Evelio Rosero, Maclehose Press, £14.99
This important novel, which won Mexico's prestigious Tusquets Prize in 2006, is a story of a rural population terrorised by military raids, mercenary guerrilla kidnappings, torture and murder - robbed of land and the means of survival, torn apart and decimated. It could describe life in many parts of the world now suffering devastation from corrupt and brutal powers, backed by Western governments, multinationals and secret services. But Evelio Rosero is Colombian, his subject the barbarism being endured by Colombia, and The Armies is effectively suppressed in that country.
Not that this is any kind of history lesson. You will search the pages in vain for names or facts. The achievement of this unsettling novel is in depicting horror through the gradual disintegration of the narrator's mind.
Ismael is a retired teacher in the fictitious mountain town of San José. At 70, he is not particularly heroic with his alcohol habit, swollen joints and furtive obsession with spying on his neighbour's naked wife. His own wife, Otilia, keeps him fed and in check.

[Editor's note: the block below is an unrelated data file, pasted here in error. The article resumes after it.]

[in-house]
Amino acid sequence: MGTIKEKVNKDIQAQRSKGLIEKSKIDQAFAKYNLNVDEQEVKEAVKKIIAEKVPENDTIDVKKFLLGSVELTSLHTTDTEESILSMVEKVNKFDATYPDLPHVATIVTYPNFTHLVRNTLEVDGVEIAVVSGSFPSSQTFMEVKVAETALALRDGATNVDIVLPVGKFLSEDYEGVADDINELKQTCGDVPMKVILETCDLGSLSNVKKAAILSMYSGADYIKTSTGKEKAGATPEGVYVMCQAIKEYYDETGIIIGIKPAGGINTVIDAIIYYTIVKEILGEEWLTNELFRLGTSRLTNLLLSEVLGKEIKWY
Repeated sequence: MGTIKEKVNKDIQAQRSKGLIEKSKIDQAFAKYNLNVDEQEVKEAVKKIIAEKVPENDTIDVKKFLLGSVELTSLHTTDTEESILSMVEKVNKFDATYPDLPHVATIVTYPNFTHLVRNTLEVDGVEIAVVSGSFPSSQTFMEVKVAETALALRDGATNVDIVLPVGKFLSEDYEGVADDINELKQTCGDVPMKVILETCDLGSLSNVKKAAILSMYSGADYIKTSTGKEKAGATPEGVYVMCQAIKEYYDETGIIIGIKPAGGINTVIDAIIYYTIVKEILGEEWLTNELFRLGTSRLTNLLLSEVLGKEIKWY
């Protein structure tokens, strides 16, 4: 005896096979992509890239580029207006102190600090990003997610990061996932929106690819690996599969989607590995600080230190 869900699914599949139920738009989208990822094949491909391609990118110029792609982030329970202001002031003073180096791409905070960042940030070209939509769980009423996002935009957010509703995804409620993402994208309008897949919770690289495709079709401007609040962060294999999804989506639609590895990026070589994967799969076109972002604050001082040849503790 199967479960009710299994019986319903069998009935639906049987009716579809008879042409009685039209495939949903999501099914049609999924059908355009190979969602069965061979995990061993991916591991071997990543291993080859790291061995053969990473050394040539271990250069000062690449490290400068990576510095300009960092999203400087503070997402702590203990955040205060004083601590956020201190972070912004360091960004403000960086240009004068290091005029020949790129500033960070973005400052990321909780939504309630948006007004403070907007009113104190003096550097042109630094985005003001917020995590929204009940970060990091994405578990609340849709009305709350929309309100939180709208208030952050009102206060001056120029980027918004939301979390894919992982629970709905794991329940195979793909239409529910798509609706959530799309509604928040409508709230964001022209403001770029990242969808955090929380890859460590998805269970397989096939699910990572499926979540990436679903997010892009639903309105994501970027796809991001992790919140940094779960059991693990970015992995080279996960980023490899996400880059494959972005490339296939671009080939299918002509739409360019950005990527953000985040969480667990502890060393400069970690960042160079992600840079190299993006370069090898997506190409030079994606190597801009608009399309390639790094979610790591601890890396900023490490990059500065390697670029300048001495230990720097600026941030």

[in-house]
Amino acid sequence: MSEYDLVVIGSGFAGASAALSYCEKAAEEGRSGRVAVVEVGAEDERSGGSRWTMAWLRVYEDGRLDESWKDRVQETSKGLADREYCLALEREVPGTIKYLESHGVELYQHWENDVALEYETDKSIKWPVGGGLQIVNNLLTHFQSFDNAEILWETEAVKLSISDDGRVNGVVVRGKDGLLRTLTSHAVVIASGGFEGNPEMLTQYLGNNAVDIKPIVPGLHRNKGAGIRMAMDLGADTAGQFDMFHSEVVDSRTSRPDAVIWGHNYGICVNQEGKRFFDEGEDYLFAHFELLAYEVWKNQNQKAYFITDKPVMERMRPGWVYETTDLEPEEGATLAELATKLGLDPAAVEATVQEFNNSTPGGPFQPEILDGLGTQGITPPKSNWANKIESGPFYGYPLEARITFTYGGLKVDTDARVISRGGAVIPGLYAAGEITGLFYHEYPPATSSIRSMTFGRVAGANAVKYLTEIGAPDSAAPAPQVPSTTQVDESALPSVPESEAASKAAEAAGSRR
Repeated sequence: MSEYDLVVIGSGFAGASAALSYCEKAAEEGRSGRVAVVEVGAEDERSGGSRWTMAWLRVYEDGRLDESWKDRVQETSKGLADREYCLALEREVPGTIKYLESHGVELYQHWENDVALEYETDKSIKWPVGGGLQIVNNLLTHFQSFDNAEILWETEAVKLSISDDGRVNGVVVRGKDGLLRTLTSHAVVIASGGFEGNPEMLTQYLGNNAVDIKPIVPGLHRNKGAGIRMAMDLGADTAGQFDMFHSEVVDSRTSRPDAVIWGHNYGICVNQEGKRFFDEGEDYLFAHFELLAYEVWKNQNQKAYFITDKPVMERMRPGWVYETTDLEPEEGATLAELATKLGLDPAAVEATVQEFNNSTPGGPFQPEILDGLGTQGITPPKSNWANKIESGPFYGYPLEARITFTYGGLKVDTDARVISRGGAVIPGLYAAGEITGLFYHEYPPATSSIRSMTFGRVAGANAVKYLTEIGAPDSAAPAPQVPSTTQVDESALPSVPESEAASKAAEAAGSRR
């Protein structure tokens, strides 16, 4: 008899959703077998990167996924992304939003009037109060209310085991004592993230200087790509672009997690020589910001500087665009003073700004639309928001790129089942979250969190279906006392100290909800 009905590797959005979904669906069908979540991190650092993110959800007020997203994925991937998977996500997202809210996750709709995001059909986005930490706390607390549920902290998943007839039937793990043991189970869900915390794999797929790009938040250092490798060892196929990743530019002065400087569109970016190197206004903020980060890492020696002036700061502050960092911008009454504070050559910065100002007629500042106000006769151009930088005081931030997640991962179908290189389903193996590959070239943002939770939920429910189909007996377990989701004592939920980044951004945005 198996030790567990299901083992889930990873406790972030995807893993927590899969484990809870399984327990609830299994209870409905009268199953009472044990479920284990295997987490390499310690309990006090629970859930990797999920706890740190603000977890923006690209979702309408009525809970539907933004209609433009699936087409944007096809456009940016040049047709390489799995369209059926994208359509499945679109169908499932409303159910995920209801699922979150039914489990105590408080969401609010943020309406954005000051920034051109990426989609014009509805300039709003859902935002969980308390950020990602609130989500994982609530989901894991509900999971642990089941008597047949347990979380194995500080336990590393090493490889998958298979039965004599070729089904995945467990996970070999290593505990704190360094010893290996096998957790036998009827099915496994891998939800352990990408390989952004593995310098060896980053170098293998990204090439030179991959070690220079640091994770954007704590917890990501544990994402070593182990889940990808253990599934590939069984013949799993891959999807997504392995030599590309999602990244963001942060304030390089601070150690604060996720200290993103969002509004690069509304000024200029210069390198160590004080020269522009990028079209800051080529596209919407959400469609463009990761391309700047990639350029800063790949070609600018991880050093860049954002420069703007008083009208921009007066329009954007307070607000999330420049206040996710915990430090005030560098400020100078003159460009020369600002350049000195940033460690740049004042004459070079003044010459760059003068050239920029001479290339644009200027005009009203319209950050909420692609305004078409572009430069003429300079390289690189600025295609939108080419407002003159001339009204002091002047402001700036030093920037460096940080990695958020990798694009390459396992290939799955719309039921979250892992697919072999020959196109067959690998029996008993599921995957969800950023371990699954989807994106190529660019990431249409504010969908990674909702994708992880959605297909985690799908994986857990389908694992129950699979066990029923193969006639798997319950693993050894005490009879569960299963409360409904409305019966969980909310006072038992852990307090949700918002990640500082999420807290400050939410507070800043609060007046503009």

San José is scarred but not ennobled by an onslaught of violence and kidnappings two years before. The wife and the mistress of a kidnapped man slug out their rivalry on the anniversary of his disappearance. Suspicions of dirty deals done with kidnappers simmer under the surface.
Then "they" come back.
The townspeople must once more tiptoe past trigger-happy soldiers, tremble under beds and cower behind walls as bullets and grenades rain into their souls. Ismael struggles home to find his neighbour, his neighbour's children and the baker's pregnant wife all gone. Most terrifyingly, there is no sign of Otilia. Without her, he is lost. So begins a stumbling quest among the mounting horrors as - unwashed, starving and sleepless - he descends into inner chaos.
The reader is drawn into a parallel state of confusion and fear, but tenderly. Characters drawn with mesmerising economy vanish. Ludicrous details filter through - Ismael thinks he can hear the pastry seller shouting his wares through whistling bullets. Rosero plays with conventions, placing the main attack at the book's centre, so all through the first half we are dreading it, just like the locals. Characters shift shape. We don't know friends from enemies. Present and past tenses weave to play tricks with time and memory.
Conventions only go so far. In Hollywood war films the noble make sacrifices, the greedy are punished or redeemed, and protagonists force a conclusion. Not so in real life or real wars. Like the system itself, devices must be reinvented - and perhaps in an age of crisis and stark choices, this is the challenge for storytellers. Evelio Rosero has met it with poetry, humanity and force.